The St. Louis Arch provides a great view of the area from more than 600 feet above the ground.
The Arch is a major tourist attraction in the United States, so, of course, it was a must-see on our recent trip.
The city is known as the “Gateway to the West” and the arch exemplifies that motto. Construction took place in 1963-65. It opened to the public in 1967.
We’ve been to St. Louis six times in the past 15 years. Each time, the Arch has been a must-see attraction.
It seems to be an architectural marvel, to me. How they were able to build it with a curve is amazing to me.
The structure is beautiful. It highlights the St. Louis downtown and riverfront areas. Even Busch Stadium – home of Major League Baseball’s Cardinals – highlights the Arch with a view from the seats.
The Arch stands as part of the Jefferson National Expansion Memorial park grounds. It reaches 630 feet from one base to the other, according to www.gatewayarch.com. The legs are 54 feet wide.
The stainless steel facility stands about 630 feet at its peak.
The ride up to the top is “fun.” You sit in an egg-shaped closed car as the tram moves about 340 feet per minute. It takes about four minutes to reach the top via tram. If you are claustrophobic , the trip up may not work for you. However, if you can bear with it for a few minutes, the ride is worth it.
Once at the top, the view is amazing! I love the Arch’s curved walkway to the very top.
You can see for 30 miles one way when you look through the slots at the top. Nearby, you can see the downtown skyline, Busch Stadium, the Old Courthouse. Looking across the river toward Illinois, you can see barges moving up and down the Mississippi River. Illinois’ side doesn’t offer the view that the west side does, but still, it is a great view.
Depending on your schedule, you can spend all the time you want up there. I enjoyed taking a few minutes and just admiring the sites.
There was plenty of snow on the ground and ice chunks in the water during this visit. I prefer seeing green grass and leaves of trees, as well as a clean river. But, that just means another trip to the top on a future visit.
The ride back down only takes a couple of minutes, by the way.
The base of the Arch offers a great visit, as well.
The National Park Service, which operates the Arch, also has a museum highlighting America’s westward movement.
The Museum of the Westward Expansion follows America’s growth, from the days of the Native Americans to the pioneers moving west.
The museum uses characters, such as a person from the Lewis and Clark expedition team, Native American and Buffalo soldier (African American Calvary soldier) using animatronics to provide movement during some exhibits.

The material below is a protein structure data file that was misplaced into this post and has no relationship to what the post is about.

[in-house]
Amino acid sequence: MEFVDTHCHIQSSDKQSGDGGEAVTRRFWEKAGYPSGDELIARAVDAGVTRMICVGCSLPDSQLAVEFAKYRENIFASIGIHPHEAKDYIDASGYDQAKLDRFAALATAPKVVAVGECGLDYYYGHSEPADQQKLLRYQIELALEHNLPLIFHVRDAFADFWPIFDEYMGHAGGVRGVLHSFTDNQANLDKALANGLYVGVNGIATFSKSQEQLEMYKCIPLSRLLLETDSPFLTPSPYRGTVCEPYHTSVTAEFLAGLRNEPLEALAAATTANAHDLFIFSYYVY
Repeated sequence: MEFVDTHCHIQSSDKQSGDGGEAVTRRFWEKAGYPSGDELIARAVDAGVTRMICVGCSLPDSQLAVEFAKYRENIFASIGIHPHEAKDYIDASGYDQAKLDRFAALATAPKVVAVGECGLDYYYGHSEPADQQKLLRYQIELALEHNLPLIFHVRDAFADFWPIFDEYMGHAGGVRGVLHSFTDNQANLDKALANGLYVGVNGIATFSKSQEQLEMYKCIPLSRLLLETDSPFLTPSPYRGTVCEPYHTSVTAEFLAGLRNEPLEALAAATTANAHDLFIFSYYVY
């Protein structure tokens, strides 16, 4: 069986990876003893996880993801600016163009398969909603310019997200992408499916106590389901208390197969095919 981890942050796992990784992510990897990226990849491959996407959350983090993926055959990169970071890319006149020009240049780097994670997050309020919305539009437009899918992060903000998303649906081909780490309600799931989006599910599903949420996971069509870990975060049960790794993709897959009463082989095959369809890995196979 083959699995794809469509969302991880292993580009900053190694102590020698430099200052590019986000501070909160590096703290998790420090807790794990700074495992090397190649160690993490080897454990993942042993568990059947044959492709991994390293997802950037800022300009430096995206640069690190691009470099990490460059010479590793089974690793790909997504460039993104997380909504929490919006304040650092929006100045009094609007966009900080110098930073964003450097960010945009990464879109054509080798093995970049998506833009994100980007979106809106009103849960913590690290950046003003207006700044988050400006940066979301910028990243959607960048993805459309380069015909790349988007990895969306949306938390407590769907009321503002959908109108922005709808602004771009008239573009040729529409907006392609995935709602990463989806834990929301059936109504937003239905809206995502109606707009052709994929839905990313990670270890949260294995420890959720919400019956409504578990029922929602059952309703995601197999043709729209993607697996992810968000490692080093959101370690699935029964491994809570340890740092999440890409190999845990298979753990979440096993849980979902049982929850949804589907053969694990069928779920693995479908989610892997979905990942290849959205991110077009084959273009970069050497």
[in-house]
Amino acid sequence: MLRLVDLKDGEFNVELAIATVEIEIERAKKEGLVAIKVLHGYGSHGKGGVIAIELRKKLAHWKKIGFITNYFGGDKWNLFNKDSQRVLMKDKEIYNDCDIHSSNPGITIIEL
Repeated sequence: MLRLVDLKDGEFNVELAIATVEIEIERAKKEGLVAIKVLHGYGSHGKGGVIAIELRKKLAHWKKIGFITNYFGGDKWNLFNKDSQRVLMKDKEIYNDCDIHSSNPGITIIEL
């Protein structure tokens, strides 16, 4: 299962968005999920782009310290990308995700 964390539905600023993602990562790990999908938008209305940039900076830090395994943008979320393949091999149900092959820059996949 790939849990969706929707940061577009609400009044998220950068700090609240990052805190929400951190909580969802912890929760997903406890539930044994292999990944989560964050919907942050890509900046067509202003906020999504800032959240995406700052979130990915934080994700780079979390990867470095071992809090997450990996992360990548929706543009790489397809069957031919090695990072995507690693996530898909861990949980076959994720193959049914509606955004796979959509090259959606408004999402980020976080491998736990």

The Lewis and Clark team member highlights the expedition and its challenges.
The Native American shares the story of America’s expansion form his view. He shares the stories with a young tribal member.
The museum has an interesting section featuring the tribes Lewis and Clark encountered during their explorations.
The Buffalo soldier discusses what he saw during his travels.
The museum features the challenges pioneers encountered in moving west.
Opportunists trying to take advantage of the Gold Rush, etc., are featured.
The museum does a good job of accurately telling the westward story from several points of view. It doesn’t hide facts or recreate them for politically correct reasons.
Near the end of the museum visit is an exhibit of key expansion dates and events.
The museum, as well as the park grounds, is free and open to the public. The only admission costs are for the ride to the top of the Arch and the movie theaters.
The theaters offer short movies related to the American expansion theme.
We checked out the gift shop for a few souvenirs. If you are a klutz (like someone unnamed on this blog), then you may not want to pick up any breakable items. Again, I sincerely apologize to the National Park Service. They were very nice about not making me pay for the broken arch. Of course, Lisa banned me from touching anything in stores from that day on.
St. Louis is celebrating its 250th birthday in 2014. Volunteers have made 250 birthday cakes to display around the area. We came upon two in the Arch area.
The first was actually at the base of the Arch. It was a nicely designed cake.
The second was a beautifully designed cake near the Old Cathedral on the park grounds. The blue paint used and the design just popped in our view.
The park grounds are great for walking or jogging. We saw both. It was quite chilly during our visit,. So I am looking forward to a return trip in warmer weather to take advantage of the view a walk through the park grounds offers.
FYI: The area is undergoing a lot of street construction. It’s still easy to maneuver around and get to the park. But, travelers need to be aware that some streets are closed near the park.
We had a great visit to the Arch and the national park grounds. As I commented previously, the Arch is a must-see when in St. Louis. We are looking forward to our next opportunity to visit it.
For more information on the St. Louis Arch and the Jefferson National Expansion Memorial, please see its website at www.gatewayarch.com.
DISCLAIMER: Thank you to the St. Louis Visitors Bureau for the complimentary tickets for the Arch tram ride. However, all opinions, comments and views are ours.